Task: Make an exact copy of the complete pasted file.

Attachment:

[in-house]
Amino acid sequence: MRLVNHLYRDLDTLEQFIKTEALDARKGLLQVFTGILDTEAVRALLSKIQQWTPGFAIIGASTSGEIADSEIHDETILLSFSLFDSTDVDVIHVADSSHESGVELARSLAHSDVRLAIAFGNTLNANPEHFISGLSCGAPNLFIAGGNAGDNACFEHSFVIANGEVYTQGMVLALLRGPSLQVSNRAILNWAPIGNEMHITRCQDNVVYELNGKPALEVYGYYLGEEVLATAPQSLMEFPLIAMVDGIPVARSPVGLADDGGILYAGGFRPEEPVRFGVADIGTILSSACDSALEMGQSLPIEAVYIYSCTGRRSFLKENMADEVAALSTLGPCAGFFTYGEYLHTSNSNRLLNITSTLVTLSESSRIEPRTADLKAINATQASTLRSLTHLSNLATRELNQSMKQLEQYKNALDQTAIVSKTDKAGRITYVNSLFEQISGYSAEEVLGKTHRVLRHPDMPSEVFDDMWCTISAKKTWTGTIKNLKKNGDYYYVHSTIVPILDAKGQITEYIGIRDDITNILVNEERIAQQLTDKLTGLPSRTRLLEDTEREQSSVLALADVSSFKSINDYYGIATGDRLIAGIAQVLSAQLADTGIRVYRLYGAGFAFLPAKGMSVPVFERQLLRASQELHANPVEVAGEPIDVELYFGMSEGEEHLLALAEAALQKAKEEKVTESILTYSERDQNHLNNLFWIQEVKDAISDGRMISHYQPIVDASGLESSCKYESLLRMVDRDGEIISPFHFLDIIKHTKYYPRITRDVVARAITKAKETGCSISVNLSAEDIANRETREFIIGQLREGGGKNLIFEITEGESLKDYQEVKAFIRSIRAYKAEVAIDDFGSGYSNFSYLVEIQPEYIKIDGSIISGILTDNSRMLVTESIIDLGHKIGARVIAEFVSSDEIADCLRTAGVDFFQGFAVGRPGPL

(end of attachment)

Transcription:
[in-house]
Amino acid sequence: MRLVNHLYRDLDTLEQFIKTEALDARKGLLQVFTGILDTEAVRALLSKIQQWTPGFAIIGASTSGEIADSEIHDETILLSFSLFDSTDVDVIHVADSSHESGVELARSLAHSDVRLAIAFGNTLNANPEHFISGLSCGAPNLFIAGGNAGDNACFEHSFVIANGEVYTQGMVLALLRGPSLQVSNRAILNWAPIGNEMHITRCQDNVVYELNGKPALEVYGYYLGEEVLATAPQSLMEFPLIAMVDGIPVARSPVGLADDGGILYAGGFRPEEPVRFGVADIGTILSSACDSALEMGQSLPIEAVYIYSCTGRRSFLKENMADEVAALSTLGPCAGFFTYGEYLHTSNSNRLLNITSTLVTLSESSRIEPRTADLKAINATQASTLRSLTHLSNLATRELNQSMKQLEQYKNALDQTAIVSKTDKAGRITYVNSLFEQISGYSAEEVLGKTHRVLRHPDMPSEVFDDMWCTISAKKTWTGTIKNLKKNGDYYYVHSTIVPILDAKGQITEYIGIRDDITNILVNEERIAQQLTDKLTGLPSRTRLLEDTEREQSSVLALADVSSFKSINDYYGIATGDRLIAGIAQVLSAQLADTGIRVYRLYGAGFAFLPAKGMSVPVFERQLLRASQELHANPVEVAGEPIDVELYFGMSEGEEHLLALAEAALQKAKEEKVTESILTYSERDQNHLNNLFWIQEVKDAISDGRMISHYQPIVDASGLESSCKYESLLRMVDRDGEIISPFHFLDIIKHTKYYPRITRDVVARAITKAKETGCSISVNLSAEDIANRETREFIIGQLREGGGKNLIFEITEGESLKDYQEVKAFIRSIRAYKAEVAIDDFGSGYSNFSYLVEIQPEYIKIDGSIISGILTDNSRMLVTESIIDLGHKIGARVIAEFVSSDEIADCLRTAGVDFFQGFAVGRPGPL